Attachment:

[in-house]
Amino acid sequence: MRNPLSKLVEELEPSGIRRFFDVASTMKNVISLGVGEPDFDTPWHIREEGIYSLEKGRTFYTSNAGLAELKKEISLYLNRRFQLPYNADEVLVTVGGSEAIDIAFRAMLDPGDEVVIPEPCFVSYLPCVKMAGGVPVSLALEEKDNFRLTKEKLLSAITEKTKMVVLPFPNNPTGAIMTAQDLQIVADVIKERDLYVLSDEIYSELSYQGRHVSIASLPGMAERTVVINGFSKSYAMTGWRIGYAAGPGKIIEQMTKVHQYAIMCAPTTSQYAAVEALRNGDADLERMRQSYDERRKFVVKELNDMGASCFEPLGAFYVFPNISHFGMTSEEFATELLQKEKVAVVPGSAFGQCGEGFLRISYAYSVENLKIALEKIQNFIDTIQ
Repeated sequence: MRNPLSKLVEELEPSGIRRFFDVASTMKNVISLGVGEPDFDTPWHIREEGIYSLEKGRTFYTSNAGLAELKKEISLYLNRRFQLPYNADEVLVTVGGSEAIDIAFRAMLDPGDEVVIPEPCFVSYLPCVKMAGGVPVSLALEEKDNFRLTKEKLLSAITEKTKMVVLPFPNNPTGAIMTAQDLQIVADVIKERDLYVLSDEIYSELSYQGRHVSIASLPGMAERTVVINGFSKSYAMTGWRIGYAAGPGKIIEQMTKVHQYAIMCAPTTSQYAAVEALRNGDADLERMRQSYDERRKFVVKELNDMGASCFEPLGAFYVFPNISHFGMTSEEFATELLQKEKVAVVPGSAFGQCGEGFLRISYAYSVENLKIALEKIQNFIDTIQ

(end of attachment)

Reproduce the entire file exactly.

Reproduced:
[in-house]
Amino acid sequence: MRNPLSKLVEELEPSGIRRFFDVASTMKNVISLGVGEPDFDTPWHIREEGIYSLEKGRTFYTSNAGLAELKKEISLYLNRRFQLPYNADEVLVTVGGSEAIDIAFRAMLDPGDEVVIPEPCFVSYLPCVKMAGGVPVSLALEEKDNFRLTKEKLLSAITEKTKMVVLPFPNNPTGAIMTAQDLQIVADVIKERDLYVLSDEIYSELSYQGRHVSIASLPGMAERTVVINGFSKSYAMTGWRIGYAAGPGKIIEQMTKVHQYAIMCAPTTSQYAAVEALRNGDADLERMRQSYDERRKFVVKELNDMGASCFEPLGAFYVFPNISHFGMTSEEFATELLQKEKVAVVPGSAFGQCGEGFLRISYAYSVENLKIALEKIQNFIDTIQ
Repeated sequence: MRNPLSKLVEELEPSGIRRFFDVASTMKNVISLGVGEPDFDTPWHIREEGIYSLEKGRTFYTSNAGLAELKKEISLYLNRRFQLPYNADEVLVTVGGSEAIDIAFRAMLDPGDEVVIPEPCFVSYLPCVKMAGGVPVSLALEEKDNFRLTKEKLLSAITEKTKMVVLPFPNNPTGAIMTAQDLQIVADVIKERDLYVLSDEIYSELSYQGRHVSIASLPGMAERTVVINGFSKSYAMTGWRIGYAAGPGKIIEQMTKVHQYAIMCAPTTSQYAAVEALRNGDADLERMRQSYDERRKFVVKELNDMGASCFEPLGAFYVFPNISHFGMTSEEFATELLQKEKVAVVPGSAFGQCGEGFLRISYAYSVENLKIALEKIQNFIDTIQ